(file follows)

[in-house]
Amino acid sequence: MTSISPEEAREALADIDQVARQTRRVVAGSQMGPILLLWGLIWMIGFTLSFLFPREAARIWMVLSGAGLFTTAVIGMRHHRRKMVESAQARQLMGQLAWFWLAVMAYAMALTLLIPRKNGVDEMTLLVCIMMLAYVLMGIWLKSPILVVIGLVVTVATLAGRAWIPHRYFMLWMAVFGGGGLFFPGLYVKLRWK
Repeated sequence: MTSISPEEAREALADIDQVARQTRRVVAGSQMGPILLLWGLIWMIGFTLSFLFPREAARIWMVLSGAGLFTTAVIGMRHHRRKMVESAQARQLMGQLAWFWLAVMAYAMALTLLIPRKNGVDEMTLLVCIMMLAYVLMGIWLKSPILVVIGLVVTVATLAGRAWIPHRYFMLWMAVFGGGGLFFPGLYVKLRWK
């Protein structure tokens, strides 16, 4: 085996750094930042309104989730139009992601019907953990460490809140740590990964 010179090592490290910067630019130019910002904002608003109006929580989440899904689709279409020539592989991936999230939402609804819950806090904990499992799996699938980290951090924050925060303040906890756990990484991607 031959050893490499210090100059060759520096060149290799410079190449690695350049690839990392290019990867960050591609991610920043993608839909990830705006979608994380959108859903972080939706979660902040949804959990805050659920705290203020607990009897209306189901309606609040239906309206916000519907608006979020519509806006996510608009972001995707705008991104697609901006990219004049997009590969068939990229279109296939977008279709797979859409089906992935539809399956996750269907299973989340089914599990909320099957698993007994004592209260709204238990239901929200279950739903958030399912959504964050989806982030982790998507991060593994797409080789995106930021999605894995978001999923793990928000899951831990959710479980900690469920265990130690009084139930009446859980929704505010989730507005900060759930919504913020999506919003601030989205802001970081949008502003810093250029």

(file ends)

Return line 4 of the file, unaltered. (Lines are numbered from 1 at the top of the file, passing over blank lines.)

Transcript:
């Protein structure tokens, strides 16, 4: 085996750094930042309104989730139009992601019907953990460490809140740590990964 010179090592490290910067630019130019910002904002608003109006929580989440899904689709279409020539592989991936999230939402609804819950806090904990499992799996699938980290951090924050925060303040906890756990990484991607 031959050893490499210090100059060759520096060149290799410079190449690695350049690839990392290019990867960050591609991610920043993608839909990830705006979608994380959108859903972080939706979660902040949804959990805050659920705290203020607990009897209306189901309606609040239906309206916000519907608006979020519509806006996510608009972001995707705008991104697609901006990219004049997009590969068939990229279109296939977008279709797979859409089906992935539809399956996750269907299973989340089914599990909320099957698993007994004592209260709204238990239901929200279950739903958030399912959504964050989806982030982790998507991060593994797409080789995106930021999605894995978001999923793990928000899951831990959710479980900690469920265990130690009084139930009446859980929704505010989730507005900060759930919504913020999506919003601030989205802001970081949008502003810093250029």